CFTC fines Phillip Capital over violations related to cybersecurity incident
Back in March 2018, the co-CEOs of Phillip Capital decided not to inform their customers of the cybersecurity breach.
The US Commodity Futures Trading Commission (CFTC) on Thursday issued an order settling charges against online trading company Phillip Capital Inc. (PCI). PCI is a registered futures commission merchant, and is a part of Singapore-based Phillip Capital Group.
PCI is sanctioned for allowing cyber criminals to breach its email systems, access customer information, and successfully withdraw $1 million in PCI customer funds. PCI has also failed to disclose the cyber breach to its customers in a timely manner. Finally, PCI failed to supervise its employees with regard to cybersecurity policy and procedures, a written information systems security program (ISSP), and customer disbursements.
The incident occurred on February 28, 2018, when PCI’s IT Engineer received a phishing email from a hacked financial security organization account. The IT Engineer clicked on a PDF attachment to the email and entered login information for the PCI administrator’s email account in order to access the document. Thus, the employee unwittingly provided those credentials to cyber criminals, which they used to access the IT Engineer’s email account. The IT Engineer’s email account had administrator privileges, and the cyber criminals were able to use those privileges to access email accounts for PCI’ s co-CEO and various PCI finance employees as well.
The compromised email accounts contained customer information. The next day, the IT Engineer noticed that the email account had been added as a delegate to various PCI email accounts and removed the delegation. But the IT Engineer neither reset the email account’s password nor notified management.
On March 2, the IT Engineer saw that the delegation removed the day before had been restored; the IT Engineer then recognized that the email account had been compromised. At that point two days after the initial breach-the IT Engineer reset the email account’s password, informed management of the breach, and at their instruction, sent an email informing all PCI employees of the email breach and directing them to change their email passwords.
Upon discovery of the breach, none of the involved PCI employees-including the IT Engineer, the two co-CEOs, and the CCO-consulted the ISSP to determine responsive steps.
On March 2, the same day that PCI management and employees learned of the email breach, the cyber criminals used customer information gleaned from the compromised emails to fraudulently extract funds. The cyber criminals sent an email to PCI, posing as a PCI customer and requesting that $1 million be wired from that customer’s omnibus account at PCI. The wire instructions identified a recipient bank account in Hong Kong, in the name of third party not otherwise known to PCI.
Before approving the wire request, the Customer Service Specialist who received the initial email consulted a supervisor, and then the CCO, to inquire as to whether the wire was permissible. The CCO simply told the Customer Service Specialist to check whether the customer was sending funds to an account for one of its clients. The responding Customer Service Specialist replied to the fraudulent email directly to ask if the recipient in Hong Kong was a client of the PCI customer; the cyber criminals replied by email, affirming the recipient was a client and urging the Customer Service Specialist to complete the transaction. The Customer Service Specialist then approved the request, as did the finance department and other backstops within the PCI disbursement chain, and PCI wired the money out that afternoon.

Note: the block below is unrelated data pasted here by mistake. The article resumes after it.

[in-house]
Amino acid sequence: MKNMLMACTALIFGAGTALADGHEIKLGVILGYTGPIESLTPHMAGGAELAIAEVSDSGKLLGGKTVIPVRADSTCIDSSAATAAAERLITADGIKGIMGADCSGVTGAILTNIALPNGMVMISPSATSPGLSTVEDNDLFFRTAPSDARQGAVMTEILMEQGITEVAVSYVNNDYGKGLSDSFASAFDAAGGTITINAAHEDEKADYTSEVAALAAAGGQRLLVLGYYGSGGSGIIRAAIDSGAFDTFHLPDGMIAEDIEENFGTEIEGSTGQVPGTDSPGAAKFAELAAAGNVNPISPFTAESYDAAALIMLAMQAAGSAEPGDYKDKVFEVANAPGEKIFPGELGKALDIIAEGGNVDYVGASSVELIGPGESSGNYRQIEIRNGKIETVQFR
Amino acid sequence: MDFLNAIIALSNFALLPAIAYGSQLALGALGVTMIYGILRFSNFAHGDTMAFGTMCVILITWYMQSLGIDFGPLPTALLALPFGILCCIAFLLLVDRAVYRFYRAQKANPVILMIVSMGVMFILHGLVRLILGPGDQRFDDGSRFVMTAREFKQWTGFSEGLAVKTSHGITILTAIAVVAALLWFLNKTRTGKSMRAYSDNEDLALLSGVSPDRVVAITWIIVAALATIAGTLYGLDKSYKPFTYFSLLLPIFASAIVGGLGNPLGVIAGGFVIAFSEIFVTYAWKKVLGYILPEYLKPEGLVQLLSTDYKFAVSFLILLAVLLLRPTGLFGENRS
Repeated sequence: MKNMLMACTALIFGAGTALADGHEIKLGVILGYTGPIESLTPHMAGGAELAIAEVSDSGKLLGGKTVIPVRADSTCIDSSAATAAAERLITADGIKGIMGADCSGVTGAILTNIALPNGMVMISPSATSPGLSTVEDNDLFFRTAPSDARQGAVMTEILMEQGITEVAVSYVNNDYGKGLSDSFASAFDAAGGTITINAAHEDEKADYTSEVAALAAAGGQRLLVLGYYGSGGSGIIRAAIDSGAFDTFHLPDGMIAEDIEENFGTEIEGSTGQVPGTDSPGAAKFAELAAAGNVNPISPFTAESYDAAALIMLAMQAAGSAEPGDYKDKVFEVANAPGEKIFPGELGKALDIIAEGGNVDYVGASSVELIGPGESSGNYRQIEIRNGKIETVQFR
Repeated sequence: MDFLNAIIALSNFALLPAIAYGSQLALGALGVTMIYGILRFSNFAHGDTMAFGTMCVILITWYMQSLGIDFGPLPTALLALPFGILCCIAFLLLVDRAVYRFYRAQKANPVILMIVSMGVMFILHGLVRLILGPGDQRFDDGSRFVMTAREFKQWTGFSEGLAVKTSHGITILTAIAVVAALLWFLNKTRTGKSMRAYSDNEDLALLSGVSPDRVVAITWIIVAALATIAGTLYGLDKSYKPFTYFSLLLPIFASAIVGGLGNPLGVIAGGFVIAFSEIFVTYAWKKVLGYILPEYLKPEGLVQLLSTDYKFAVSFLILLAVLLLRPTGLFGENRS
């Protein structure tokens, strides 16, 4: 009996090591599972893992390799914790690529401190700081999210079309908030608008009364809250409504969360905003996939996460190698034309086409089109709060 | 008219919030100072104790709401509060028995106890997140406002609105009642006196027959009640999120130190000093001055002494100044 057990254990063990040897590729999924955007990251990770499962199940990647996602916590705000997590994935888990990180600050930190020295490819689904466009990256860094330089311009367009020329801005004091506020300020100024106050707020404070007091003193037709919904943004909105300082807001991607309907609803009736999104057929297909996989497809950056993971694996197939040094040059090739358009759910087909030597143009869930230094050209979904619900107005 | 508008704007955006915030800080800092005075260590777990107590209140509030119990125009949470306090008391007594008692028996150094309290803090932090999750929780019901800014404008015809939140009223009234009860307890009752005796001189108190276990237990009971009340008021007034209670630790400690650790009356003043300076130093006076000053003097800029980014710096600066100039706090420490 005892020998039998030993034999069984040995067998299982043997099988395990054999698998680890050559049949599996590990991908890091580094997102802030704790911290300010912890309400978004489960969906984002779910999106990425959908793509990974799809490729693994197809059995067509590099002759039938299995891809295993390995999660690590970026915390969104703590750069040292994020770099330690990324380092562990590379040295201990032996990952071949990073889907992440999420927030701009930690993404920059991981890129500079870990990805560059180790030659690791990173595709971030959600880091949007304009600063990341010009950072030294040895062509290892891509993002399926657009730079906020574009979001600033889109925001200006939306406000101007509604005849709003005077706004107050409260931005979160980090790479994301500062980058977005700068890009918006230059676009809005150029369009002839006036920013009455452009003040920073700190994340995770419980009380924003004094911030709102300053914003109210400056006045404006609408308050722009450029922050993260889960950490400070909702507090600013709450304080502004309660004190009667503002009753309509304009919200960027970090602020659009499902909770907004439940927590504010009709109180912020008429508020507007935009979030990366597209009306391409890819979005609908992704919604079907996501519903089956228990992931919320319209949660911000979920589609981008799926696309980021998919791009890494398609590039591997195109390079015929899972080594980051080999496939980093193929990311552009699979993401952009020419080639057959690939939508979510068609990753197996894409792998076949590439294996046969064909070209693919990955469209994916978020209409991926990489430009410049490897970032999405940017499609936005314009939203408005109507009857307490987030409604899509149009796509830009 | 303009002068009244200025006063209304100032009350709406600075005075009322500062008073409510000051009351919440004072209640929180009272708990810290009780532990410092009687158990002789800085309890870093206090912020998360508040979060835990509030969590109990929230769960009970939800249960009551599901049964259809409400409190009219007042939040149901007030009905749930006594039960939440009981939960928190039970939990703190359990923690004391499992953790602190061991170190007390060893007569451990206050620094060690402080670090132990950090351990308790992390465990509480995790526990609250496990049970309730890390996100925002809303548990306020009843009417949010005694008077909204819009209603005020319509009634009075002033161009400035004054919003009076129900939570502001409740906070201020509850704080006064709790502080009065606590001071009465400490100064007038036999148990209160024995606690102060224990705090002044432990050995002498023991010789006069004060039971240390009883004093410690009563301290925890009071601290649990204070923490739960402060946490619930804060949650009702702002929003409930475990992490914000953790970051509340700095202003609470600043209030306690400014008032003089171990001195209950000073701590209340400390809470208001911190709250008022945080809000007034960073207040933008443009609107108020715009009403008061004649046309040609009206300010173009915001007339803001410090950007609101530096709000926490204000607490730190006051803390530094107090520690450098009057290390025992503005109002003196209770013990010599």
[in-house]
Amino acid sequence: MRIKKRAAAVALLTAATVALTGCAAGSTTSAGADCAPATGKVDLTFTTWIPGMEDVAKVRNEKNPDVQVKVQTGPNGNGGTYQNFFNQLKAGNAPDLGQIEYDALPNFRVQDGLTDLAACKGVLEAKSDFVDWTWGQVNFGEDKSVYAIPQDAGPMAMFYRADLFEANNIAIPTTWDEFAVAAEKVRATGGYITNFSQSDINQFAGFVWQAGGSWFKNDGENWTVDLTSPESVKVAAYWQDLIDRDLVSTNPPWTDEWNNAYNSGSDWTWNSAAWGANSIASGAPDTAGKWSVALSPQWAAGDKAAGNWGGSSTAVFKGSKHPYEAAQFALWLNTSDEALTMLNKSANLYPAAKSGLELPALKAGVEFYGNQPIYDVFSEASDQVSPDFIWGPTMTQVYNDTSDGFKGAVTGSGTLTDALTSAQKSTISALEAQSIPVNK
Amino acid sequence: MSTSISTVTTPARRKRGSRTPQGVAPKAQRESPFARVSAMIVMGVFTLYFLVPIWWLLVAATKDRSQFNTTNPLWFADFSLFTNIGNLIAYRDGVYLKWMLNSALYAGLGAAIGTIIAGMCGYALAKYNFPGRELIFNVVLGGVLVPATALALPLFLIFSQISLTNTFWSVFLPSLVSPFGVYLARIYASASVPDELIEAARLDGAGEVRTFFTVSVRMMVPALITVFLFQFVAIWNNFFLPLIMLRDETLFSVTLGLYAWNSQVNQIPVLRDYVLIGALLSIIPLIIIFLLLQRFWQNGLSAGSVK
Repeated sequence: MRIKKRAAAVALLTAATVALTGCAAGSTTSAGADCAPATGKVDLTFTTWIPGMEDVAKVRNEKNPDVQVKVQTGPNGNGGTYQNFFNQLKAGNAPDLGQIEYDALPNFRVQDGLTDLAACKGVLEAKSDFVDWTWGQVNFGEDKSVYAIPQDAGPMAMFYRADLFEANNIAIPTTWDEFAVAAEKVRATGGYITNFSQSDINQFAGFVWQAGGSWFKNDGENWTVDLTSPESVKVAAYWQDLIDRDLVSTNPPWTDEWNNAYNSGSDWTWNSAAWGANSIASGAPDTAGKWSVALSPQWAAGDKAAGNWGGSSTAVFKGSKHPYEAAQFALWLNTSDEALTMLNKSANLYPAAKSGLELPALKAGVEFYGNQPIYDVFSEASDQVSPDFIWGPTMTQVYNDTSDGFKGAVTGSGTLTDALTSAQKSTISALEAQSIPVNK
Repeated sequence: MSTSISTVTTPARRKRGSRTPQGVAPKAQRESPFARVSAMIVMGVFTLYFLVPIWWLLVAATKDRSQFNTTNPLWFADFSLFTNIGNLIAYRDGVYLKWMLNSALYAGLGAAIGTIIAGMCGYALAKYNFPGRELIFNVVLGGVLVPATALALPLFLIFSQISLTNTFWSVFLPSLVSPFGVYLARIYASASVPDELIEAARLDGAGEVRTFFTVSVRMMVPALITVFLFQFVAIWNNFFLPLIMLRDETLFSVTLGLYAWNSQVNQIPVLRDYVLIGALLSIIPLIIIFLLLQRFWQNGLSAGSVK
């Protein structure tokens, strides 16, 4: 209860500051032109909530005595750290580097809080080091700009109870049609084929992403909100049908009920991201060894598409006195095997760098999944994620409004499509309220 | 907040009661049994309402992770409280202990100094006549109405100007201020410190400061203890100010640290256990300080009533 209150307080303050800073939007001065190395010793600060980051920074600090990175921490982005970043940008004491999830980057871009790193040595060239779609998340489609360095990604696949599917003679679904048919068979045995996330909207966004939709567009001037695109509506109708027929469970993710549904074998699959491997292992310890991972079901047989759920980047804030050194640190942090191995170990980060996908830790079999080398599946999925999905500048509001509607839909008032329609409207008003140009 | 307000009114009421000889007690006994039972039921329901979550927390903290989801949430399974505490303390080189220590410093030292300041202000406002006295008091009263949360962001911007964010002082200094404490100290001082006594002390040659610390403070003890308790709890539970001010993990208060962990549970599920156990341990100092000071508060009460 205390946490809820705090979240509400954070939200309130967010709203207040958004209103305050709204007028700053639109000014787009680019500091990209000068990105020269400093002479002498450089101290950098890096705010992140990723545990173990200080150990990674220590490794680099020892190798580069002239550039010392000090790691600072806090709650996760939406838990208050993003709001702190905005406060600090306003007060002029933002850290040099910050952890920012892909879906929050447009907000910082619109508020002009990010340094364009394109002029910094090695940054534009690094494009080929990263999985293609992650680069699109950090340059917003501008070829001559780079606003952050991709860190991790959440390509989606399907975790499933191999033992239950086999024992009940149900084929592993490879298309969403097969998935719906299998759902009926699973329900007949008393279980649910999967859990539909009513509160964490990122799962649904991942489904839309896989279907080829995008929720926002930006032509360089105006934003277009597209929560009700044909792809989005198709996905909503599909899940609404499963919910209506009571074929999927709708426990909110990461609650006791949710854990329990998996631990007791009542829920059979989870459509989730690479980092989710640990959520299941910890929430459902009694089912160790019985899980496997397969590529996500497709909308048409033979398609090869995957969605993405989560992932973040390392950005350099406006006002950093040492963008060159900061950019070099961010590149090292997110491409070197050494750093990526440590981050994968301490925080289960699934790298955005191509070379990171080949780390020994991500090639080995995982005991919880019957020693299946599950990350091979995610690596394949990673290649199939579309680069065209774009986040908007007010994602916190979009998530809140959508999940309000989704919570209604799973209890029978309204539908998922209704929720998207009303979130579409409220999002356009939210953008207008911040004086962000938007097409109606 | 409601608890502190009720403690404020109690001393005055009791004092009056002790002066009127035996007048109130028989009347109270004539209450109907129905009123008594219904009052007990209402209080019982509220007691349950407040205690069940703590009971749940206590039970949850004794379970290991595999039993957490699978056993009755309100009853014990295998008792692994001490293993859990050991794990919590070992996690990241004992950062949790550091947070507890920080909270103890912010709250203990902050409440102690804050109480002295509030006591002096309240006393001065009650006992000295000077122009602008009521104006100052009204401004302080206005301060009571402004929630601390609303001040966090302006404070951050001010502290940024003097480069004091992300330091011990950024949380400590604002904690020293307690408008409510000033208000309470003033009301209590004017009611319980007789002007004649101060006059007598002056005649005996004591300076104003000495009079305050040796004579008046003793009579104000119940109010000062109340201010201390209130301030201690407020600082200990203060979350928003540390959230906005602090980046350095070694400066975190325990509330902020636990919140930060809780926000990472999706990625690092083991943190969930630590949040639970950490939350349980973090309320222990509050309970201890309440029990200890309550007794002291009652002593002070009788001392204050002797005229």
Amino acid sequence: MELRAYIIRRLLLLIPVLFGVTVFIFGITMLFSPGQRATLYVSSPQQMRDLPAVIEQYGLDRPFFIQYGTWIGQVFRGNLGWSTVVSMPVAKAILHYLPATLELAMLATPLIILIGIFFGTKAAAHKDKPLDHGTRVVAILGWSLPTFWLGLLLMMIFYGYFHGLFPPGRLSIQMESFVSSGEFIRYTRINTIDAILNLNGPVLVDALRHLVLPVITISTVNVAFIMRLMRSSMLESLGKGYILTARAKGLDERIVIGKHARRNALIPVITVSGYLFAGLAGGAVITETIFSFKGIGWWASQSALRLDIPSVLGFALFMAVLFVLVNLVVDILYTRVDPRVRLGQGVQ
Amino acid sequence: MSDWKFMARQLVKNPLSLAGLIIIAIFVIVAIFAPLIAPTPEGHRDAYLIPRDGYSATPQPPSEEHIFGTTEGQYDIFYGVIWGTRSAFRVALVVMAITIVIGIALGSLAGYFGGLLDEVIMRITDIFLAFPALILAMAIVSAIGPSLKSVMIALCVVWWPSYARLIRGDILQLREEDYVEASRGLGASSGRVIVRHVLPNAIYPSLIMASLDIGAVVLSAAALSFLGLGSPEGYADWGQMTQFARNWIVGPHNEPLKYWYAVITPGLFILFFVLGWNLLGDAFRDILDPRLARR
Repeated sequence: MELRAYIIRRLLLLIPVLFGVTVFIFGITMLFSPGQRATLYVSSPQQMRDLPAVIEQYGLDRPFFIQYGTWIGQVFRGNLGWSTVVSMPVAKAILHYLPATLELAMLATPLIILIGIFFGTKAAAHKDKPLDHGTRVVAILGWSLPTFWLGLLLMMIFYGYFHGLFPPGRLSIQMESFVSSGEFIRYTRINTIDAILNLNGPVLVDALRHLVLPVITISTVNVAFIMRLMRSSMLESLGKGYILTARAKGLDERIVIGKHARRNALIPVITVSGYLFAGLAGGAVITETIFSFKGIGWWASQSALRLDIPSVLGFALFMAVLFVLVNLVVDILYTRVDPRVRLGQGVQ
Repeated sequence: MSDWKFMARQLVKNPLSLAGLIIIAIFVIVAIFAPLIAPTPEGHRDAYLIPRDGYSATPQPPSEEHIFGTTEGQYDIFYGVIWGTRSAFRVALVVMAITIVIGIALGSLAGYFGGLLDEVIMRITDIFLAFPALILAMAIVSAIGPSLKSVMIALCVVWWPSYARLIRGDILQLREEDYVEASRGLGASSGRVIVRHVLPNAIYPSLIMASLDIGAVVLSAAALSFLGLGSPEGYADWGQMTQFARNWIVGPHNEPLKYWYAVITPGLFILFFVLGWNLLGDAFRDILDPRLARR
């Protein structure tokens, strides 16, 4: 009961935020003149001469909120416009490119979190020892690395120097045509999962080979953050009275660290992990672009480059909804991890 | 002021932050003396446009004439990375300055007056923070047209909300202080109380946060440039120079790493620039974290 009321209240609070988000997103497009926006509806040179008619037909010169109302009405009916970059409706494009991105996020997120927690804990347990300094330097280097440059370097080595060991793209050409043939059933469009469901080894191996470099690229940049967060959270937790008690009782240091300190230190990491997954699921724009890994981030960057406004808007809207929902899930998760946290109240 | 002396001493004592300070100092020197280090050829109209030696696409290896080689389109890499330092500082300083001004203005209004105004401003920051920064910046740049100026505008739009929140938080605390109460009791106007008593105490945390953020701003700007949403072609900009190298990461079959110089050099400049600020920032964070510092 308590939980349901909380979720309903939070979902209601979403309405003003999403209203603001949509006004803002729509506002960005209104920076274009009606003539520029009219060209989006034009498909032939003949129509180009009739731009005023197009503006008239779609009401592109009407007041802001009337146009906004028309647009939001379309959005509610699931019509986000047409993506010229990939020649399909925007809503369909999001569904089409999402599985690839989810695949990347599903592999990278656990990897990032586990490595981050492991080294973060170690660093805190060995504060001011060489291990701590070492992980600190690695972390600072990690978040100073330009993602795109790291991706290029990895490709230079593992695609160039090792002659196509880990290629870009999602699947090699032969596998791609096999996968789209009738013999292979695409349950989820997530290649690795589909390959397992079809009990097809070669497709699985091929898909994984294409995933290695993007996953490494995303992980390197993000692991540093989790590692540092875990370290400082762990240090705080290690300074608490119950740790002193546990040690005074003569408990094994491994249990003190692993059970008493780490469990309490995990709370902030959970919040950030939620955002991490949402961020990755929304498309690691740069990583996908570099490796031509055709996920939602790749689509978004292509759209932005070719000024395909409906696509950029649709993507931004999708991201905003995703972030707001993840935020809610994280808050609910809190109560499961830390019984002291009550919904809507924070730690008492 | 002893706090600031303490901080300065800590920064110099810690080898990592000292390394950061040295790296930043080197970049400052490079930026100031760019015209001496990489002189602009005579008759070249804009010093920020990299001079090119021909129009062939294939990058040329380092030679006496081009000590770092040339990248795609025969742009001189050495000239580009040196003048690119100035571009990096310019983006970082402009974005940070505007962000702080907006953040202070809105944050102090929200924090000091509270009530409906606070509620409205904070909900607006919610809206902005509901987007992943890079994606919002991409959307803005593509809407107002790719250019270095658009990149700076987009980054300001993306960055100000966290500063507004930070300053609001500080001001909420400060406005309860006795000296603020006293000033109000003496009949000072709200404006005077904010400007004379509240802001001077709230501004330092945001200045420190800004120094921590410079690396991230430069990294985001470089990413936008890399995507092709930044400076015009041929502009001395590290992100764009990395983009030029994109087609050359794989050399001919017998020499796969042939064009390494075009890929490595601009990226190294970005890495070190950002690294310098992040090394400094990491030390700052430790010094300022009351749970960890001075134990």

PCI did not discover that the wire request was a fraud until Monday, March 5, when the defrauded customer called to ask why $1 million had been wired from its account.
Upon this discovery, PCI instituted measures to preclude additional fraudulent transfers, notified regulators that day, and within hours reimbursed its customer for the $1 million that had been improperly disbursed.
The co-CEOs ultimately determined not to inform their customers of the cybersecurity breach or the fraudulent wire transfer, and instead sent a non-specific warning to PCI customers about phishing schemes in general. From the outset, management made concerted efforts to keep the fact of the breach from its customers and the public, with one co-CEO directing staff in a company-wide email that “this is all confidential and no mention should be made outside the company – this is very important and could affect the company,” and separately asking the CCO to ask any customers who may have learned of the breach not to discuss it with others, as “it will only hurt our company for others to know and it to be talked about.”
Following the Commission’s investigation into this series of events, PCI took corrective actions to strengthen its cybersecurity defenses and improve its procedures. In addition, on February 21, 2019, PCI notified all customers for whom PCI held personally identifiable information as of March 2, 2018, about the past email breach and offered a twenty-four month membership in an identity theft monitoring service.
The CFTC order imposes monetary sanctions totaling $1.5 million, which includes a civil monetary penalty of $500,000, and $1 million in restitution. PCI is credited the $1 million restitution based on its prompt reimbursement of the customer funds when the fraud was discovered. The order also requires PCI to, among other things, provide reports to the Commission on its remediation efforts.